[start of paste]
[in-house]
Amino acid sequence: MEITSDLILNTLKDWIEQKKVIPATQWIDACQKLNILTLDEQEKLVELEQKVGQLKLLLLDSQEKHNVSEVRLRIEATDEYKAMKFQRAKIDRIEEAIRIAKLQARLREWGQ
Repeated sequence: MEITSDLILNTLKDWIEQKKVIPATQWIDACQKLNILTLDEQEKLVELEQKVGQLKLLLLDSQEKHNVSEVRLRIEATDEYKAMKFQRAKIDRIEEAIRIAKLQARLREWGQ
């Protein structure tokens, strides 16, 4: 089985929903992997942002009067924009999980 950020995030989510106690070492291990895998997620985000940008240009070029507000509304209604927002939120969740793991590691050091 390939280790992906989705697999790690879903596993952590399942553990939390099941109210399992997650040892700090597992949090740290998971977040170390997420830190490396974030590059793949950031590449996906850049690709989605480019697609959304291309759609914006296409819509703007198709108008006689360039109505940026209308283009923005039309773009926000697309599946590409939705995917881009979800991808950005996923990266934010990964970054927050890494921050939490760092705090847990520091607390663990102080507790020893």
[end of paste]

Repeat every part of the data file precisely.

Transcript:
[in-house]
Amino acid sequence: MEITSDLILNTLKDWIEQKKVIPATQWIDACQKLNILTLDEQEKLVELEQKVGQLKLLLLDSQEKHNVSEVRLRIEATDEYKAMKFQRAKIDRIEEAIRIAKLQARLREWGQ
Repeated sequence: MEITSDLILNTLKDWIEQKKVIPATQWIDACQKLNILTLDEQEKLVELEQKVGQLKLLLLDSQEKHNVSEVRLRIEATDEYKAMKFQRAKIDRIEEAIRIAKLQARLREWGQ
């Protein structure tokens, strides 16, 4: 089985929903992997942002009067924009999980 950020995030989510106690070492291990895998997620985000940008240009070029507000509304209604927002939120969740793991590691050091 390939280790992906989705697999790690879903596993952590399942553990939390099941109210399992997650040892700090597992949090740290998971977040170390997420830190490396974030590059793949950031590449996906850049690709989605480019697609959304291309759609914006296409819509703007198709108008006689360039109505940026209308283009923005039309773009926000697309599946590409939705995917881009979800991808950005996923990266934010990964970054927050890494921050939490760092705090847990520091607390663990102080507790020893």